The structural basis of cysteine aminoacylation of tRNAPro by prolyl-tRNA synthetasesKamtekar, S., Kennedy, W.D., Wang, J., Stathopoulos, C., Soll, D., Steitz, T.A.
(2003) Proc.Natl.Acad.Sci.USA 100: 1673-1678
- PubMed: 12578991
- DOI: 10.1073/pnas.0437911100
- Primary Citation of Related Structures:
- PubMed Abstract:
Cysteinyl-tRNA synthetase is an essential enzyme required for protein synthesis. Genes encoding this protein have not been identified in Methanocaldococcus jannaschii, Methanothermobacter thermautotrophicus, or Methanopyrus kandleri. It has previousl ...
Cysteinyl-tRNA synthetase is an essential enzyme required for protein synthesis. Genes encoding this protein have not been identified in Methanocaldococcus jannaschii, Methanothermobacter thermautotrophicus, or Methanopyrus kandleri. It has previously been proposed that the prolyl-tRNA synthetase (ProRS) enzymes in these organisms recognize either proline or cysteine and can aminoacylate their cognate tRNAs through a dual-specificity mechanism. We report five crystal structures at resolutions between 2.6 and 3.2 A: apo M. jannaschii ProRS, and M. thermautotrophicus ProRS in apo form and in complex with cysteinyl-sulfamoyl-, prolyl-sulfamoyl-, and alanyl-sulfamoyl-adenylates. These aminoacyl-adenylate analogues bind to a single active-site pocket and induce an identical set of conformational changes in loops around the active site when compared with the ligand-free conformation of ProRS. The cysteinyl- and prolyl-adenylate analogues have similar, nanomolar affinities for M. thermautotrophicus ProRS. Homology modeling of tRNA onto these adenylate complexes places the 3'-OH of A76 in an appropriate position for the transfer of any of the three amino acids to tRNA. Thus, these structures explain recent biochemical experiments showing that M. jannaschii ProRS misacylates tRNA(Pro) with cysteine, and argue against the proposal that these archaeal ProRS enzymes possess the dual capacity to aminoacylate both tRNA(Pro) and tRNA(Cys) with their cognate amino acids.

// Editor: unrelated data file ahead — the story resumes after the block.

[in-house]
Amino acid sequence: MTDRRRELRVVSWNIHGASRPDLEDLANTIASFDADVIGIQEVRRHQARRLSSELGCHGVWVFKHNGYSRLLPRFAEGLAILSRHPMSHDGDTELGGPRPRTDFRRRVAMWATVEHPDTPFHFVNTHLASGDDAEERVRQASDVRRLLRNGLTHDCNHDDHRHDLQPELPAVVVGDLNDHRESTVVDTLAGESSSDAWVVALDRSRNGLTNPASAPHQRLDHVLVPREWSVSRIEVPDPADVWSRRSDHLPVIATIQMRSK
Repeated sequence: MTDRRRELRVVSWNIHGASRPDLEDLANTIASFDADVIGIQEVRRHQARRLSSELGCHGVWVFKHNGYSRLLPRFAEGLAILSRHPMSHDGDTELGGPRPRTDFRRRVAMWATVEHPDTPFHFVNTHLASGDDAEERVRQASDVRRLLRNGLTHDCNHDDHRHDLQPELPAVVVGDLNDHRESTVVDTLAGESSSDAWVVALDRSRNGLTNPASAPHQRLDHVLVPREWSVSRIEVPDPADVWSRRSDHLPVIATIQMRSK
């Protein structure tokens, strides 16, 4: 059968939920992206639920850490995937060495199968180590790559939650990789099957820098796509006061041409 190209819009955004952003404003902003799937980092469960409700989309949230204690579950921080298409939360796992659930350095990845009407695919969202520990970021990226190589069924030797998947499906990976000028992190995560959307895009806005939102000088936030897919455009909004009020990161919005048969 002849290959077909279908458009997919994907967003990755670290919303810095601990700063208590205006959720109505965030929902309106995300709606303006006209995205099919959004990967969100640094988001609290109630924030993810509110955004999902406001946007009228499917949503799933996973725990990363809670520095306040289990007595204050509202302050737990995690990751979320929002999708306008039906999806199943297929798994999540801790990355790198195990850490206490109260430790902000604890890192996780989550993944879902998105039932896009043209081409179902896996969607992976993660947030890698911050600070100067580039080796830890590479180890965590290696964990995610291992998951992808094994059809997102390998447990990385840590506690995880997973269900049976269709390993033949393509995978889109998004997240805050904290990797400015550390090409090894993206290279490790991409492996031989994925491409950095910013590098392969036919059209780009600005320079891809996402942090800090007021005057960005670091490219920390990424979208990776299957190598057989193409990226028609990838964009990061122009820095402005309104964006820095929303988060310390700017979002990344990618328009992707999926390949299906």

Department of Molecular Biophysics and Biochemistry, Yale University, 266 Whitney Avenue, New Haven, CT 06520-8114, USA.